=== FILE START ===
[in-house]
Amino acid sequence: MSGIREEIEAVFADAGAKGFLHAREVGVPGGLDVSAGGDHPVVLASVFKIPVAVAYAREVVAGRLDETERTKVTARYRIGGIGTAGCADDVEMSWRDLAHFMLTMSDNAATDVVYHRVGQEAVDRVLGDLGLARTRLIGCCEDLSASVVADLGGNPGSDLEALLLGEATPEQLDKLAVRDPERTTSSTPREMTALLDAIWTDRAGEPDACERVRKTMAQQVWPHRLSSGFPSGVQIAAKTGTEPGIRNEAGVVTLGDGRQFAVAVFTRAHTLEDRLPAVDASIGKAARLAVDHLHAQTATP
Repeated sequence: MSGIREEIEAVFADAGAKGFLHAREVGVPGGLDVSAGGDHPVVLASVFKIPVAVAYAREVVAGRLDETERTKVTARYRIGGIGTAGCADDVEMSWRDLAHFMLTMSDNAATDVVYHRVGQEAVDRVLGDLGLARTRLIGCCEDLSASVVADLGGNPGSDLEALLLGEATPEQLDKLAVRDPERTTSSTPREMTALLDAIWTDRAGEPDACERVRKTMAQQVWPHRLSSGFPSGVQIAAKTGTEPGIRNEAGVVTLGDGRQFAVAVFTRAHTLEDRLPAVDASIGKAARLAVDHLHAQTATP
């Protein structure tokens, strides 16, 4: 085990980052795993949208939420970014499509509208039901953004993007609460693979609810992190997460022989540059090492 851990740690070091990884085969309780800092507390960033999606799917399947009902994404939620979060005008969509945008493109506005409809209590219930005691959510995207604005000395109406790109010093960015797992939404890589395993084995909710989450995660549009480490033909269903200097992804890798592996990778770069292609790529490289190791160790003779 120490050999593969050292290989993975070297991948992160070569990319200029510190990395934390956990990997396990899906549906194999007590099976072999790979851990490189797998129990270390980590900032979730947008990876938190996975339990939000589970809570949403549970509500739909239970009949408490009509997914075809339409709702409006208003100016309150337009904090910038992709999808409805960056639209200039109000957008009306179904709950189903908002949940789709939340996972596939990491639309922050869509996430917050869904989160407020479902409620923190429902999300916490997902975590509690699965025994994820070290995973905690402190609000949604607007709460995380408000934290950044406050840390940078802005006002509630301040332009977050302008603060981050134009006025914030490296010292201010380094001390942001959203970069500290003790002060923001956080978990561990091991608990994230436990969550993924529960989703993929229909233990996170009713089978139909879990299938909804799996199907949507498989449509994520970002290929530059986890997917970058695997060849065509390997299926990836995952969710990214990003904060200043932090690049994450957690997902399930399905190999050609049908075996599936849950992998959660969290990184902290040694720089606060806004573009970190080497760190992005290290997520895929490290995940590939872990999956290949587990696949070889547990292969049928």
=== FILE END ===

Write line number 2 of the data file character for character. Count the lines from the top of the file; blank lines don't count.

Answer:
Amino acid sequence: MSGIREEIEAVFADAGAKGFLHAREVGVPGGLDVSAGGDHPVVLASVFKIPVAVAYAREVVAGRLDETERTKVTARYRIGGIGTAGCADDVEMSWRDLAHFMLTMSDNAATDVVYHRVGQEAVDRVLGDLGLARTRLIGCCEDLSASVVADLGGNPGSDLEALLLGEATPEQLDKLAVRDPERTTSSTPREMTALLDAIWTDRAGEPDACERVRKTMAQQVWPHRLSSGFPSGVQIAAKTGTEPGIRNEAGVVTLGDGRQFAVAVFTRAHTLEDRLPAVDASIGKAARLAVDHLHAQTATP